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|Title:||Trace metal content in inhalable particulate matter (PM10 and PM2.5 collected from historical mine waste deposits using a laboratory-based approach|
|Citation:||Martin, R., Dowling, K., Pearce, D. C., Florentine, S., McKnight, S., Stelcer, E., Cohen, D. D., Stopic, A., & Bennett, J. W. (2016). Trace metal content in inhalable particulate matter (PM2.5–10 and PM2.5) collected from historical mine waste deposits using a laboratory-based approach. Environmental Geochemistry and Health, 39(3): 549–563. doi:10.1007/s10653-016-9833-1|
|Abstract:||Mine wastes and tailings are considered hazardous to human health because of their potential to generate large quantities of highly toxic emissions of particulate matter (PM). Human exposure to As and other trace metals in PM may occur via inhalation of airborne particulates or through ingestion of contaminated dust. This study describes a laboratory-based method for extracting PM2.5–10 (coarse) and PM2.5 (fine) particles from As-rich mine waste samples collected from an historical gold mining region in regional, Victoria, Australia. We also report on the trace metal and metalloid content of the coarse and fine fraction, with an emphasis on As as an element of potential concern. Laser diffraction analysis showed that the proportions of coarse and fine particles in the bulk samples ranged between 3.4–26.6 and 0.6–7.6 %, respectively. Arsenic concentrations were greater in the fine fraction (1680–26,100 mg kg−1) compared with the coarse fraction (1210–22,000 mg kg−1), and Co, Fe, Mn, Ni, Sb and Zn were found to be present in the fine fraction at levels around twice those occurring in the coarse. These results are of particular concern given that fine particles can accumulate in the human respiratory system. Our study demonstrates that mine wastes may be an important source of metal-enriched PM for mining communities.© 2016, Springer Science+Business Media Dordrecht.|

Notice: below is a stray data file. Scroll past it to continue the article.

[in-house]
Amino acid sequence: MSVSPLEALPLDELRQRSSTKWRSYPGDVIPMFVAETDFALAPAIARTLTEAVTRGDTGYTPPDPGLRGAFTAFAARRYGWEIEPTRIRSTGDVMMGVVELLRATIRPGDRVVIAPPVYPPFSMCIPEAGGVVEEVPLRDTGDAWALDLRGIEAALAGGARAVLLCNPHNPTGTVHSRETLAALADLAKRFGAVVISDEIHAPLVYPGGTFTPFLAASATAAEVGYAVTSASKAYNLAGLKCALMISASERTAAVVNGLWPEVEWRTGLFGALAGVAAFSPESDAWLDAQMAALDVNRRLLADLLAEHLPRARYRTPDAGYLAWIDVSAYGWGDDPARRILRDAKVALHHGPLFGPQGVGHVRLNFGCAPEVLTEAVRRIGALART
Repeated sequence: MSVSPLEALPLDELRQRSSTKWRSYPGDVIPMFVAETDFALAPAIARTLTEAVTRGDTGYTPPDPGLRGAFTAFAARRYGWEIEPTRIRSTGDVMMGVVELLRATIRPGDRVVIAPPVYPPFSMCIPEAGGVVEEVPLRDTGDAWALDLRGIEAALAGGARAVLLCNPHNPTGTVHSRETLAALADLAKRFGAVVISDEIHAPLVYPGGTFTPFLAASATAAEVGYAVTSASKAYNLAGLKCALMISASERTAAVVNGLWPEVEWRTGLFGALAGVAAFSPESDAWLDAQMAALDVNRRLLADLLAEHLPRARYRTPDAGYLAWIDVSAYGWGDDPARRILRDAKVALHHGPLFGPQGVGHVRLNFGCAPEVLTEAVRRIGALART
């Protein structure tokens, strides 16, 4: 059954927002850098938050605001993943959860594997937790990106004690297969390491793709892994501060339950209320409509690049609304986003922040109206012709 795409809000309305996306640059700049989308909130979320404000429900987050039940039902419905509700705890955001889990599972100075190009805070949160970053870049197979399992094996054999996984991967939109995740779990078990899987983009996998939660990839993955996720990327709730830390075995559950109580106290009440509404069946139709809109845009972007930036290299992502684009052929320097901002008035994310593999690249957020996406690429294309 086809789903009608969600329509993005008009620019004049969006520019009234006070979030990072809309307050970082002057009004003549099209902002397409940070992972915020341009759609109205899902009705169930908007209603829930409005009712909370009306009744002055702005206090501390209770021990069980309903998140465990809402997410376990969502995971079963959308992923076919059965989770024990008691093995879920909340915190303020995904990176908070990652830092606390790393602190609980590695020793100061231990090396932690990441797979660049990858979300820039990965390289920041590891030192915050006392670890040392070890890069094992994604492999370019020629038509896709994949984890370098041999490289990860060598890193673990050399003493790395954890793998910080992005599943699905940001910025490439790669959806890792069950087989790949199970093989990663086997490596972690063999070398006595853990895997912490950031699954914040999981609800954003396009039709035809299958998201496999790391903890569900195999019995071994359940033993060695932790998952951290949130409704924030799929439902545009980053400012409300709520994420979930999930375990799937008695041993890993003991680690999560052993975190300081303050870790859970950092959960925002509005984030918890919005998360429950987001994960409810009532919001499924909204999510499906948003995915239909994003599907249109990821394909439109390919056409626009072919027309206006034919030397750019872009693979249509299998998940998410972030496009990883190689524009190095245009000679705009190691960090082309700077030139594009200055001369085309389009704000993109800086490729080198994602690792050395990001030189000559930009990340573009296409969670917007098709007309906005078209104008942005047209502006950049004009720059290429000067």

|Gov't Doc #:||8263|
|Appears in Collections:||Journal Articles|
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